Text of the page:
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Walking bareboot on the grass at Lords, I could understand the desire to run. It isn't a running track, but the vast expanse of cricket grounds, gorgeously manicured grass protected by a cover which moved on hovercraft. On the field, the stands curve protectively around and the sky is large, even with lowering clouds and light rain.

I went to my first cricket game today, an International One Day, England vs. Australia Women's teams. legionseagle was endlessly patient in teaching me what I was watching and with all my questions about the details. The teams obligingly demonstrated a whole variety of ways to hit the ball and go out. England was particularly obliging about ways to go out, and Australia was particularly good at batting today, as well as bowling. At the end of the game, they were down only three wickets to England's ten. Not that England played badly per se.

There were large numbers of schoolchildren thronging parts of the stands, loudly enthusiastic in following the game. Which is why it was so noticeable when they all left before the end of the game, possibly because it was the end of the school day.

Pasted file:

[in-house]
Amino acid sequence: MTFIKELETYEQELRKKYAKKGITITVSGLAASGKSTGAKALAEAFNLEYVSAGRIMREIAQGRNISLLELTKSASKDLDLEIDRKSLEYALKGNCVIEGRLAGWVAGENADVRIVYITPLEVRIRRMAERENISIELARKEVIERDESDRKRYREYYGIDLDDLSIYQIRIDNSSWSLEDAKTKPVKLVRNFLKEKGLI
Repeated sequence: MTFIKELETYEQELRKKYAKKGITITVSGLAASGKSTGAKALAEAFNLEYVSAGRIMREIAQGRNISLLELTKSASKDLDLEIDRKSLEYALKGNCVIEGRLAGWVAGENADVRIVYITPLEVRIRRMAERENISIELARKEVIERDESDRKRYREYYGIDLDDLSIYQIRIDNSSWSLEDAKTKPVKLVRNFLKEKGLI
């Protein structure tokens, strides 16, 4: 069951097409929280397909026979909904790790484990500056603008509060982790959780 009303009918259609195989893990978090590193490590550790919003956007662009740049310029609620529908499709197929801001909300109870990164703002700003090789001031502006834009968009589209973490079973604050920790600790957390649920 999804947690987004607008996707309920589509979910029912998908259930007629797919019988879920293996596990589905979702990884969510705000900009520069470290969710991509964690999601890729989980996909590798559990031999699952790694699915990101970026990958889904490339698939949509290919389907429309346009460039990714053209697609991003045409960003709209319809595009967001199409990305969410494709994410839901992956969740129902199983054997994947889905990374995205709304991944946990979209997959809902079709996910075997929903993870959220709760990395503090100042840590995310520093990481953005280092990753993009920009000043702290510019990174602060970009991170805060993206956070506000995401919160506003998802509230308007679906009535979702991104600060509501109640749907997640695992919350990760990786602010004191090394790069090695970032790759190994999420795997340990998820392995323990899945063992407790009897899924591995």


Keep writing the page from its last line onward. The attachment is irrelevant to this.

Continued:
Thanks to clanwilliam for organizing!


( 2 comments — Leave a comment )
Jul. 5th, 2011 11:26 pm (UTC)
For some reason it's important to say "get out" rather than "go out" and wickets are always "lost" or "taken" but I can't explain why. There's much that I can't explain about the language of cricket but I'm pleased you enjoyed it.
Jul. 6th, 2011 06:54 am (UTC)
I was reading that and thinking it should be "be got out" rather than "go out", because it's something the other lot do to you, not something you do by choice.
( 2 comments — Leave a comment )